It’s been about six weeks of the COVID effect on the housing market. How bad is it? And what do the most recent numbers tell us about what’s in store?

No one is watching MLS data more closely than Brendon Ogmundson, Chief Economist at the British Columbia Real Estate Association (BCREA).  On April 20, BCREA released preliminary projections on how COVID is affecting the market. We caught up with him on that same day .. here is our Q & A.

Q: As of April 17th, FVREB’s month-to-date sales are down 38% compared to the same time period last year and new listings are down by 57%. Is it possible to project what these numbers mean for our market over the next month or two?

A: We expect home sales in the Fraser Valley will decline approximately 30-40 per cent year-over-year in April 2020 and remain lower than normal over the summer as households and the real estate sector adhere to physical distancing.

Q: How long do you anticipate the downturn will last?

A: As I explained in our April Market Intelligence Report, we are in the very early stages of the 2020 recession. Since 1980, the average Canadian recession has lasted between 8 and 25 months.  That said, as BC gradually lifts measures to mitigate the spread of COVID and re-opens the economy, we expect that pent-up demand and low interest rates will entice buyers back into the market, which will result in a boost in sales as early as 2021.

Q: You’re suggesting that a recovery is potentially a long way off. What will be the impact on home prices?

A: We look to prior recessions to help us gauge how we will recover from this one. As with previous recessions, we can expect an initial decline in prices, but like sales we expect that prices will spring back.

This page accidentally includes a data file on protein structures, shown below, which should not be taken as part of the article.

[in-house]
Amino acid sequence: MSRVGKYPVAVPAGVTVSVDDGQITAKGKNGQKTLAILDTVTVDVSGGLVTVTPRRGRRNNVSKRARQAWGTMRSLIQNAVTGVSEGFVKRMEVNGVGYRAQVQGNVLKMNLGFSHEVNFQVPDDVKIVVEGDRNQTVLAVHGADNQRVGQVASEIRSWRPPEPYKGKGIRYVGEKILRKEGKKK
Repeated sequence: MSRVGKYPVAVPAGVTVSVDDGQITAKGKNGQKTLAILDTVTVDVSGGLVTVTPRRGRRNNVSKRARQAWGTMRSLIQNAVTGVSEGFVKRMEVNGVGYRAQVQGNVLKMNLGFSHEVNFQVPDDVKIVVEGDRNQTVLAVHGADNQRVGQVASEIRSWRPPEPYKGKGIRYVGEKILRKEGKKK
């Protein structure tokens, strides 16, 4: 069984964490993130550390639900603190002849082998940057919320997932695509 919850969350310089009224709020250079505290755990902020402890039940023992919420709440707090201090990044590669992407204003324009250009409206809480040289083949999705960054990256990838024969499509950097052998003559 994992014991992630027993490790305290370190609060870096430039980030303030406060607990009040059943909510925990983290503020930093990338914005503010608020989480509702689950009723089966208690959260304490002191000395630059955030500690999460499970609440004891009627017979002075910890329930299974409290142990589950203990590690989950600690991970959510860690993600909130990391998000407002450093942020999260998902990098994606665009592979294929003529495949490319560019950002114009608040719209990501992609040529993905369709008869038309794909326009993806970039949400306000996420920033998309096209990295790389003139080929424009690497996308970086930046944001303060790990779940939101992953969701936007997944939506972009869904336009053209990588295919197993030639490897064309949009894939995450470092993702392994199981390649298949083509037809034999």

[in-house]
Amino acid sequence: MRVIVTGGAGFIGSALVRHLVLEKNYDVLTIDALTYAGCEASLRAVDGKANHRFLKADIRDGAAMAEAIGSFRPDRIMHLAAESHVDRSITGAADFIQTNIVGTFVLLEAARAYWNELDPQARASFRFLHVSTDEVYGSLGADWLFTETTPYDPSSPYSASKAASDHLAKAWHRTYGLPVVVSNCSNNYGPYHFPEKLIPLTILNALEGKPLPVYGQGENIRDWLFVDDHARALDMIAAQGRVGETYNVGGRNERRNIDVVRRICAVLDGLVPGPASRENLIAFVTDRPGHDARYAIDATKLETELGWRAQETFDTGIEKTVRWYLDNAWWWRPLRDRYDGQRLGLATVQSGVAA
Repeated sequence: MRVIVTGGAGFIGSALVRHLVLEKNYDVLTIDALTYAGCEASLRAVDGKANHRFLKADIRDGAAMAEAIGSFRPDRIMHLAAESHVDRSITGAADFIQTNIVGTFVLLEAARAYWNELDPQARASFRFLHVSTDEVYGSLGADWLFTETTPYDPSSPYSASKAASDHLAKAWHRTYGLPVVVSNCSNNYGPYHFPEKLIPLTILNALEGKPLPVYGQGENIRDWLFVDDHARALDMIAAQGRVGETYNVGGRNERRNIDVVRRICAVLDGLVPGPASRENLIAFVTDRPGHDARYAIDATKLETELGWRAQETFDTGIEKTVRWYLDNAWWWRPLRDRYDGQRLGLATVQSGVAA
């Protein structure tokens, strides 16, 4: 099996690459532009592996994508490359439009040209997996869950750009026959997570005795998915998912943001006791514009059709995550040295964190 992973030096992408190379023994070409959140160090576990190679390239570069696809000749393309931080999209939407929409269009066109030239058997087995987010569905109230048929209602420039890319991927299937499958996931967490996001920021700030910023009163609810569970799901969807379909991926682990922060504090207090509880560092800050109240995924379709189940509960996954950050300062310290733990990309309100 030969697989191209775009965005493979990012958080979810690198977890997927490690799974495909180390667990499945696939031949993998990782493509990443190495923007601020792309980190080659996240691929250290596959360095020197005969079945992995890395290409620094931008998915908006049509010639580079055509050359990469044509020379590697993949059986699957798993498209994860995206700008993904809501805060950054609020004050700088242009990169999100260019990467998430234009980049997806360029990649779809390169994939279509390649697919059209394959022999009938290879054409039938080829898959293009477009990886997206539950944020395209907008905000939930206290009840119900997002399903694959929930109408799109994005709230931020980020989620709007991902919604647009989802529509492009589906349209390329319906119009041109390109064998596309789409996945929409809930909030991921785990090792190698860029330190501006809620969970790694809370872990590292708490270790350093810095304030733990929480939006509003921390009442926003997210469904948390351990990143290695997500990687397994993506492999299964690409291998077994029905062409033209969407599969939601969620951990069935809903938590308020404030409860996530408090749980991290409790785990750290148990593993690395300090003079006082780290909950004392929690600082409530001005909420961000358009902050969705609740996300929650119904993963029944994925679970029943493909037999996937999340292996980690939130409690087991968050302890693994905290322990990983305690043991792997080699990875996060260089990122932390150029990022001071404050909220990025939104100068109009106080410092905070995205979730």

Historically, the combination of pent-up demand and the Bank of Canada maintaining low interest rates are often powerful enough that home prices finish higher the year following the initial decline.

Q: We are currently seeing a greater reduction in supply than we are sales. What effect does a lack of inventory have on prices?

A: Crucially, the impact on prices is largely determined by the reaction of supply. If the inventory of listings accumulates significantly, and particularly if that inventory represents foreclosures or desperation selling by those impacted by rising unemployment, then prices will be more severely impacted.  However, given the unusual nature of COVID-19, listings are likely to decline for at least the first month due to physical distancing. If listings fail to accumulate as in past recessions, the impact on prices will be much more muted.

Q: How can Realtors help guide and advise their clients during this downturn?

A: The one thing all recessions have in common is that they end; and we know from history that the housing market bounces back with vigor following recessions.  Realtors can help their clients by staying on top of the rapidly changing economic environment. In addition to monthly statistics reporting and quarterly forecasts, the BCREA Economics team is here to provide resources for Realtors and their clients such as our monthly Economic Nowcast that will help provide insights into how the economy is currently performing and when it may be turning the corner as well as our weekly Economic Dashboard showing how the economy and the housing market are being impacted by COVID-19.

So in summary …

While a recession in Canada and BC is at this point unavoidable, the one thing all recessions have in common is that they end. We know from history that the housing market bounces back with vigor following recessions, usually aided by a steep drop in interest rates. We expect this time around will be no different. Given historically low interest rates and pent-up demand, we expect the impact of this recession will evolve as in the past, with home sales and prices recovering into 2021.

Read the very informative BCREA report and view the accompanying charts using this link …

https://www.bcrea.bc.ca/wp-content/uploads/Is-It-Different-This-Time-Recessions-and-the-BC-Housing-Market.pdf

Photo by pina messina on Unsplash

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